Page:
The chapter describes the changes in forest social-ecological systems (SESs) in Cat Ba Island. It shows that the forest SESs are dynamic, and have undergone a transition from local people having unimpeded access to exploit forests, to biodiversity conservation combined with new sources of livelihood external to the forests. The research highlights the importance of multiple drivers of change and disturbances in the system. The analysis of system changes over the past decades provides a greater understanding of adaptation processes, and informs the interpretation of responses to future changes on Cat Ba, including the more recent emphasis on conservation. In addition, the analysis allows us to learn from past experiences for future responses, and identifies opportunities to reconcile conservation and development objectives more effectively. The relevance of SES analysis as a multiperspective approach, which combines theories of knowledge, livelihoods, and human perception and attitude, as adopted in this study, cannot be overemphasized. The approach has proven to be worthy for revealing and understanding the relationships between conservation and development, the processes that drive these relationships and their ultimate socioeconomic and environmental implications. The research described in this chapter was based on three communes in close proximity to Cat Ba National Park (Gia Luan, Viet Hai, and Tran Chau), which were previously dependent on livelihoods strongly associated with the forests.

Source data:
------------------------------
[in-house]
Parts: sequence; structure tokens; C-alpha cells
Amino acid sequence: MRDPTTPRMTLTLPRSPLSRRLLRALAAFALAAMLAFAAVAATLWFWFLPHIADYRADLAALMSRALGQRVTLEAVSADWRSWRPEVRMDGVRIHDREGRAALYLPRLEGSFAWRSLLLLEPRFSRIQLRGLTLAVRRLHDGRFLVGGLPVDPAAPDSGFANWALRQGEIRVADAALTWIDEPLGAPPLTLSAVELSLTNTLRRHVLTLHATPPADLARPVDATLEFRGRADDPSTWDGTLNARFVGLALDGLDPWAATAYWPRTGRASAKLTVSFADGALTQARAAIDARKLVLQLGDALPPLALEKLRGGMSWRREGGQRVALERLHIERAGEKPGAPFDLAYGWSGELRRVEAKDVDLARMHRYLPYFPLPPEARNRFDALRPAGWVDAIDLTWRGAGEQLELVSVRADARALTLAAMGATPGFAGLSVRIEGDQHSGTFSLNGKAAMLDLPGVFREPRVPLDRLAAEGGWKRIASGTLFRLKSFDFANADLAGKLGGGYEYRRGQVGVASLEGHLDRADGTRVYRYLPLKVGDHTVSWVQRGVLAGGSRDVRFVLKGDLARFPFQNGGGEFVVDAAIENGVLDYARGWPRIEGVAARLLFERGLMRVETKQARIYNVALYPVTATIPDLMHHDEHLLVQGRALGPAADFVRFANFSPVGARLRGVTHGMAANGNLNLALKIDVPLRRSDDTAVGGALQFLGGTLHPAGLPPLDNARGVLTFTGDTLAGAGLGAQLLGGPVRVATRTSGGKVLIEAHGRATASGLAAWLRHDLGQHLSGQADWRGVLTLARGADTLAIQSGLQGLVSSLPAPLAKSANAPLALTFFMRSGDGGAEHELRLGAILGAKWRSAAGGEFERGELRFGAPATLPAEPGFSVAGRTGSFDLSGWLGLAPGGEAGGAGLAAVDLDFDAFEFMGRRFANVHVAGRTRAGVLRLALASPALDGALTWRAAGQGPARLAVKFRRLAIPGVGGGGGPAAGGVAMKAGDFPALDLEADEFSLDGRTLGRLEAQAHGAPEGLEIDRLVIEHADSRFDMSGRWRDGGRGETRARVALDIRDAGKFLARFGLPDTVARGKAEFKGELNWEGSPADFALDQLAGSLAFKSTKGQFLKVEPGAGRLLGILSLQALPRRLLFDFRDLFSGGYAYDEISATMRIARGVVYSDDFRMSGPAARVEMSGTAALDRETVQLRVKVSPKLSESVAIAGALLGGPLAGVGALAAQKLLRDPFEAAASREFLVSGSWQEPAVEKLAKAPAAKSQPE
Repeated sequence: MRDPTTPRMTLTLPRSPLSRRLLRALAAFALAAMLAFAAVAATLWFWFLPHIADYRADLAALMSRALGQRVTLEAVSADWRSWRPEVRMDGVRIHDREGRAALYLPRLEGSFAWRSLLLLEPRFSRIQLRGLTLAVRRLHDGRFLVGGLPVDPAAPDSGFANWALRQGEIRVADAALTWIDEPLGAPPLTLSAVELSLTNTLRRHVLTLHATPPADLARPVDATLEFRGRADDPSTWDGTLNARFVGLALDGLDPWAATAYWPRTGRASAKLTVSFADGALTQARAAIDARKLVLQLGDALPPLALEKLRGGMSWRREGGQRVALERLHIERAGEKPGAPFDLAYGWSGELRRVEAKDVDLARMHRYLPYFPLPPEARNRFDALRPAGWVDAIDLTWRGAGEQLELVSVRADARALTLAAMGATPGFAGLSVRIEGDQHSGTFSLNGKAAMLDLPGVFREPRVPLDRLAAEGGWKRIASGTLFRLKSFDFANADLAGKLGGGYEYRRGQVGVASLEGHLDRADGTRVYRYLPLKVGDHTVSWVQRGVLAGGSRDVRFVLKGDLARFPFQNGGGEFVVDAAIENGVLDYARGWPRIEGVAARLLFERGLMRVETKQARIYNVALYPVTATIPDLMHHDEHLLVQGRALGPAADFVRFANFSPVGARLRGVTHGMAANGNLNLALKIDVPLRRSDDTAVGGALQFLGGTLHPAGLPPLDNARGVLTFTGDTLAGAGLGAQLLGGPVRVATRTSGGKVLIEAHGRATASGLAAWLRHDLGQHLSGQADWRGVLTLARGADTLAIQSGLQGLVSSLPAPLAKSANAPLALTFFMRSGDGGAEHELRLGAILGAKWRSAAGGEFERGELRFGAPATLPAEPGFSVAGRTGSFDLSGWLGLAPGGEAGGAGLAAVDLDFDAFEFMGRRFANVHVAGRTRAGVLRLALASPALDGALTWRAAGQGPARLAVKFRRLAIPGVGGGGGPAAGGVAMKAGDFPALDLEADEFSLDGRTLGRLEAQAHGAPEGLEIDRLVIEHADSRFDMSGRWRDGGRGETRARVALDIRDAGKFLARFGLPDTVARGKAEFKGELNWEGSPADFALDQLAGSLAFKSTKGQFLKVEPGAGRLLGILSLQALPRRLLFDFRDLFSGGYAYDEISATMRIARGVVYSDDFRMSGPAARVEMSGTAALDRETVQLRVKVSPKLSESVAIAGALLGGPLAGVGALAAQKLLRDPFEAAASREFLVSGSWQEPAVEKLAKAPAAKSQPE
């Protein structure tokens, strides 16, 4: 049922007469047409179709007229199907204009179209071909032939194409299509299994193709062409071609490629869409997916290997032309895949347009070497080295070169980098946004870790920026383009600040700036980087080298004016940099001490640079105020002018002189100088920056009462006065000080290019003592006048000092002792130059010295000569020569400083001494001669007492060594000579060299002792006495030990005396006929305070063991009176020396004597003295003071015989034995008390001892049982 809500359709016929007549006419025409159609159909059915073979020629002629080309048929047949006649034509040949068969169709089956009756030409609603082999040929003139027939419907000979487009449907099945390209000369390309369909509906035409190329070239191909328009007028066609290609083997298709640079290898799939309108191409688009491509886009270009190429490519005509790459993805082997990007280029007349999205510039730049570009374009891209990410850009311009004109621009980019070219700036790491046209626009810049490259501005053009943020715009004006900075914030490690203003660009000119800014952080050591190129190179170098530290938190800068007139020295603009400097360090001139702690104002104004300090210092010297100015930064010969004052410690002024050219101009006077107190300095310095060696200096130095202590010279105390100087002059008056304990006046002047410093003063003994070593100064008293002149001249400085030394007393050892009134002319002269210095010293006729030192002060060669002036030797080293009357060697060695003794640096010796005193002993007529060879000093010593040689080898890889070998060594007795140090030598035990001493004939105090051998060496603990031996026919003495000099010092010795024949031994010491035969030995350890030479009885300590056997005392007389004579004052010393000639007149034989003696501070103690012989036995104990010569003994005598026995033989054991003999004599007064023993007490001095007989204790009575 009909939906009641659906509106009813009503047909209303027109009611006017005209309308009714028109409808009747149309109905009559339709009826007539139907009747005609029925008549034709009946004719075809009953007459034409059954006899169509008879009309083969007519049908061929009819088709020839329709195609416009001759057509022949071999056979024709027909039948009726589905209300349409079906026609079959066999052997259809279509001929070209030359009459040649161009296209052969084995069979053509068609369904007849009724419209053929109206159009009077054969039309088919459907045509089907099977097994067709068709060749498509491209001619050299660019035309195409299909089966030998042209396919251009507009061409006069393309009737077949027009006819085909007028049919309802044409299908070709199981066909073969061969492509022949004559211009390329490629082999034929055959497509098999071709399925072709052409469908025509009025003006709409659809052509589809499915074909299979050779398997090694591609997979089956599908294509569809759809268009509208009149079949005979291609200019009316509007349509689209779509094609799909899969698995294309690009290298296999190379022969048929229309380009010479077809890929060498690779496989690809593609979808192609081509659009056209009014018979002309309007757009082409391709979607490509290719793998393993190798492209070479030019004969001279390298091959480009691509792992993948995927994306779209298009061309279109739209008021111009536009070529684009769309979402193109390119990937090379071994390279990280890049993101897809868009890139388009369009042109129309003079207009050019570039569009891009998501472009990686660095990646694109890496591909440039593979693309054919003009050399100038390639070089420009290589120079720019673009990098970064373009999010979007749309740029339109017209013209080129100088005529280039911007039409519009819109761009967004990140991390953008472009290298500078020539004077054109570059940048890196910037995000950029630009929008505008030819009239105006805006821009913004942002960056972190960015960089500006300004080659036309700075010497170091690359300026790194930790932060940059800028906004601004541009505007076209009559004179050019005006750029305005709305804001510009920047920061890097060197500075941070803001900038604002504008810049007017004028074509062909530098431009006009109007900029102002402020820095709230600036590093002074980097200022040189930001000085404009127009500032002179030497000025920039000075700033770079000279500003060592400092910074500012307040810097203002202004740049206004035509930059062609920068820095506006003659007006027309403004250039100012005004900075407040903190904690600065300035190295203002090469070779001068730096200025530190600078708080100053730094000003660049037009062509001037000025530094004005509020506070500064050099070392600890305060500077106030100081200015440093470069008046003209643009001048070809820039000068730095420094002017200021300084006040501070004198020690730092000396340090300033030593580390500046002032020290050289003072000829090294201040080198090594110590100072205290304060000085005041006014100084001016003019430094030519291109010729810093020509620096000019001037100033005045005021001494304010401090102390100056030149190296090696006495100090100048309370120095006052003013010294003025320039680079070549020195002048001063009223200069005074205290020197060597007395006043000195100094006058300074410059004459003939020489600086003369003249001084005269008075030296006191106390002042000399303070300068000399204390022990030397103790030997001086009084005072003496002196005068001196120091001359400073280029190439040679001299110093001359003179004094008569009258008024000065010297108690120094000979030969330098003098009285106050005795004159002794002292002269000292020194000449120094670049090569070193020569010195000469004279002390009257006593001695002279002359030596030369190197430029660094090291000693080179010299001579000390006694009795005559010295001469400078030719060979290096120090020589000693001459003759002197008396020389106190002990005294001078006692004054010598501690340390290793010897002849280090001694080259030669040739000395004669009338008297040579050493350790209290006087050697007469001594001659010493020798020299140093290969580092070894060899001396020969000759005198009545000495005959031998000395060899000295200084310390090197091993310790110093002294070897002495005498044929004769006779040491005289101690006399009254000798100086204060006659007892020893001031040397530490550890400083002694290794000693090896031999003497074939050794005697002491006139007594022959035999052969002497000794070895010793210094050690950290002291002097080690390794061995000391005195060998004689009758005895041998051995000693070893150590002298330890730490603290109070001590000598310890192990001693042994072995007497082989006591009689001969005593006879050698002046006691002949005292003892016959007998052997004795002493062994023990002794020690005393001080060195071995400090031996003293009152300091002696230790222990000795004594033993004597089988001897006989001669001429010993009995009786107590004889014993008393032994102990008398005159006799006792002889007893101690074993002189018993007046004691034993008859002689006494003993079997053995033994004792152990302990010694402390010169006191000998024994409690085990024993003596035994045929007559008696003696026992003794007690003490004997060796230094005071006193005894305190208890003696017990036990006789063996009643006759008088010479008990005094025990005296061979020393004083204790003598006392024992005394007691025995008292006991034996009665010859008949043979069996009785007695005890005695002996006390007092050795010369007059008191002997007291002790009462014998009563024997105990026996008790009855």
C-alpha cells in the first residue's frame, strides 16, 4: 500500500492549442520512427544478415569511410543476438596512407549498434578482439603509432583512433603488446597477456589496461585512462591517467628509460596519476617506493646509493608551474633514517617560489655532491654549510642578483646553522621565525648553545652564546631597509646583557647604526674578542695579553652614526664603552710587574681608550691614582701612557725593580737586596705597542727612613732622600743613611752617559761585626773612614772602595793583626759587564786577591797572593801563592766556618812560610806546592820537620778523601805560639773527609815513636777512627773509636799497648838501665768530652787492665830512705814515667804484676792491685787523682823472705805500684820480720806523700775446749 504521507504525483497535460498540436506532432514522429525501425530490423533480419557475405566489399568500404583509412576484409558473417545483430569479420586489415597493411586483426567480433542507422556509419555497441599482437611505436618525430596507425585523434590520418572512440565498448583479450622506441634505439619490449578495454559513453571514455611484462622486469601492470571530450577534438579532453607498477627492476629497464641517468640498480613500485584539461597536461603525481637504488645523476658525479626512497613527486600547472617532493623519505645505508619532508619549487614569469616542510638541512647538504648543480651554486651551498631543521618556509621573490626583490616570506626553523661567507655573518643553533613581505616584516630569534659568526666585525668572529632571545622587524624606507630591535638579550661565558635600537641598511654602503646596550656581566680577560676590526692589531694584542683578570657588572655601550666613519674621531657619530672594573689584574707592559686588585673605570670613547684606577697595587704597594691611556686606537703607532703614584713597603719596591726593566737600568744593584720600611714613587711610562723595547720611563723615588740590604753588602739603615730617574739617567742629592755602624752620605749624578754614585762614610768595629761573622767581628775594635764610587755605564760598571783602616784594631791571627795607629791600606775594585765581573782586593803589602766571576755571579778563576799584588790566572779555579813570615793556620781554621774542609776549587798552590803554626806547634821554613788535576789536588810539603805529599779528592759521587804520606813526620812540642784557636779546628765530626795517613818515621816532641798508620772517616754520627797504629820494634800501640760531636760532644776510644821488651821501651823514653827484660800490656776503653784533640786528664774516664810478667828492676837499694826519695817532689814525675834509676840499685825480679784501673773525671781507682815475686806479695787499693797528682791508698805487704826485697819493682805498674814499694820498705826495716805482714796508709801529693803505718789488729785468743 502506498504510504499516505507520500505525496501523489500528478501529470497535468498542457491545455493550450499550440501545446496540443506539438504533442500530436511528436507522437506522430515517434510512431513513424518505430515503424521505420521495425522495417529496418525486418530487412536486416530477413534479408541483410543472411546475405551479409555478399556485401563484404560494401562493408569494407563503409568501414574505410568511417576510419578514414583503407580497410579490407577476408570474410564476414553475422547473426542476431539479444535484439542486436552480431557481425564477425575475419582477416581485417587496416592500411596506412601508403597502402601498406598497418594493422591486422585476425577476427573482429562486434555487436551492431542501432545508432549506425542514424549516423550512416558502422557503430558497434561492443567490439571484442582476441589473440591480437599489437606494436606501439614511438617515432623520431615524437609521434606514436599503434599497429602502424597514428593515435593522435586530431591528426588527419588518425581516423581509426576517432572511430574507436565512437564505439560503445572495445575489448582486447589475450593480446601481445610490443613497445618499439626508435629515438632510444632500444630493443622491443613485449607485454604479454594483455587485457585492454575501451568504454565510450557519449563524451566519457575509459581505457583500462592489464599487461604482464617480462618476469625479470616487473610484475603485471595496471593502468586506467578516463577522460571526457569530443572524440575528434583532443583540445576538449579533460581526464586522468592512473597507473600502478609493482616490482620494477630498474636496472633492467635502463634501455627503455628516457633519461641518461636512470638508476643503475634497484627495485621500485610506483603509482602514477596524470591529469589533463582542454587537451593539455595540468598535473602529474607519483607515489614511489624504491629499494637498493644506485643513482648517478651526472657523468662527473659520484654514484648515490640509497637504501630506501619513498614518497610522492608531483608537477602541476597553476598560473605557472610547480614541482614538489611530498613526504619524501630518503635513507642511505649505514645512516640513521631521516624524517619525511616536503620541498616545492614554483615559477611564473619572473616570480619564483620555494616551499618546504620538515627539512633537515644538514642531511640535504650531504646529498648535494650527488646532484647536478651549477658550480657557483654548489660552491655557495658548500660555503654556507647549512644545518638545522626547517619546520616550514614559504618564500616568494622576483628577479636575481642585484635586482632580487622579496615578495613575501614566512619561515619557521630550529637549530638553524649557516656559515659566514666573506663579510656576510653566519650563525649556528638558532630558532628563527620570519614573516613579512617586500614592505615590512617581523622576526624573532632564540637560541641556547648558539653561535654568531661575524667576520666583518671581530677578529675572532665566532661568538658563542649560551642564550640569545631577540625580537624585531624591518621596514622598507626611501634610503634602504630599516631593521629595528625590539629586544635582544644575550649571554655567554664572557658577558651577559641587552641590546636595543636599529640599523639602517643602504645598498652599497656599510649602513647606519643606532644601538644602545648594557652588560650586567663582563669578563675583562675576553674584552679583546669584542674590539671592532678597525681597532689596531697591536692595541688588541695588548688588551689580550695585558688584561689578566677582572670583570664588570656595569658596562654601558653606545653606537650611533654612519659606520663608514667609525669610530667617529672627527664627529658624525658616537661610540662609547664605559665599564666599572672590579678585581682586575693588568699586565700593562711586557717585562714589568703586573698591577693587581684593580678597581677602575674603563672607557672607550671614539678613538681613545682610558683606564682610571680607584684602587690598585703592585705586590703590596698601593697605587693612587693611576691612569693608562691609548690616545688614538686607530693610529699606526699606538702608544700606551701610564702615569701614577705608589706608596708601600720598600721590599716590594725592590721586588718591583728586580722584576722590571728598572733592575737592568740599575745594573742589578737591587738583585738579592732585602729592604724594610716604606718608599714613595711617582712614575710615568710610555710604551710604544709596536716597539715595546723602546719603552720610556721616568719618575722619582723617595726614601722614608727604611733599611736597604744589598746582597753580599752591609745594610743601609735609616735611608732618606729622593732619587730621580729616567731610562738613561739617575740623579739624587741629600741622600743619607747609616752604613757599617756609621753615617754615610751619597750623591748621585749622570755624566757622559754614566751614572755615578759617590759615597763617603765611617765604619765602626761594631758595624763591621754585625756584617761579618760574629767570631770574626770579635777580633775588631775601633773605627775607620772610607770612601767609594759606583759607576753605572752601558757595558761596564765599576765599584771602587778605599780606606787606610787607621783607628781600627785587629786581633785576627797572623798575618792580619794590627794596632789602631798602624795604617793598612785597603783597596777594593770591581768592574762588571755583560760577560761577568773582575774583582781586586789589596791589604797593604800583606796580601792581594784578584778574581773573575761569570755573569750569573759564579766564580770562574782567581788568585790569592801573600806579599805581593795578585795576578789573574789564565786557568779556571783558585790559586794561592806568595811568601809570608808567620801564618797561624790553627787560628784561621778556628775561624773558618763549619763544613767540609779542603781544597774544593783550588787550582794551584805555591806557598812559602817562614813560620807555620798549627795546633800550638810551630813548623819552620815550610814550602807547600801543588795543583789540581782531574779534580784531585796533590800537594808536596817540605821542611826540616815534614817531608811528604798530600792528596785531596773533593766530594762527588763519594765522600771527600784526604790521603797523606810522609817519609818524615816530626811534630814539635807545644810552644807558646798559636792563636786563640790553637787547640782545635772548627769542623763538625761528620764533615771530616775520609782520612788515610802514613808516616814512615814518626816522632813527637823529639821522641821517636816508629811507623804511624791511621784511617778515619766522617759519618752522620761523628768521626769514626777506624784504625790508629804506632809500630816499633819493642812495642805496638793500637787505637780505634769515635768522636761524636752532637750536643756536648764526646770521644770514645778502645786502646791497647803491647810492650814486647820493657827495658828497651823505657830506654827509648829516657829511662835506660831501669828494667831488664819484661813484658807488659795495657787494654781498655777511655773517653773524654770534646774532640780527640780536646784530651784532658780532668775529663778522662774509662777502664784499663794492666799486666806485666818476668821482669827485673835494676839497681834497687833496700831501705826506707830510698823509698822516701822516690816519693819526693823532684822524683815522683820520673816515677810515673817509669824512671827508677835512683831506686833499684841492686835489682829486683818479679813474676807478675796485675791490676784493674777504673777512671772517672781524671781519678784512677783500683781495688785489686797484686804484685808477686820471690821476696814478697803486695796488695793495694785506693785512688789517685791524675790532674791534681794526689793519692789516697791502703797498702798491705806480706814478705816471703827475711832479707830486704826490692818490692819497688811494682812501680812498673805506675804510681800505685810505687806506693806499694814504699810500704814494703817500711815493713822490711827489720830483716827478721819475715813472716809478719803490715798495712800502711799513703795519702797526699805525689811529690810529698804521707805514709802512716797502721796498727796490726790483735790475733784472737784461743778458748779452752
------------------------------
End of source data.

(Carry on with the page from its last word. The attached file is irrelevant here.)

Redefining Diversity and Dynamics of Natural Resources Management in Asia, Volume 2: Upland Natural Resources and Social Ecological Systems in Northern Vietnam / Ganesh Shivakoti, Mai Van Thanh, Tran Duc Vien and Steven Leisz (eds): pp.177-192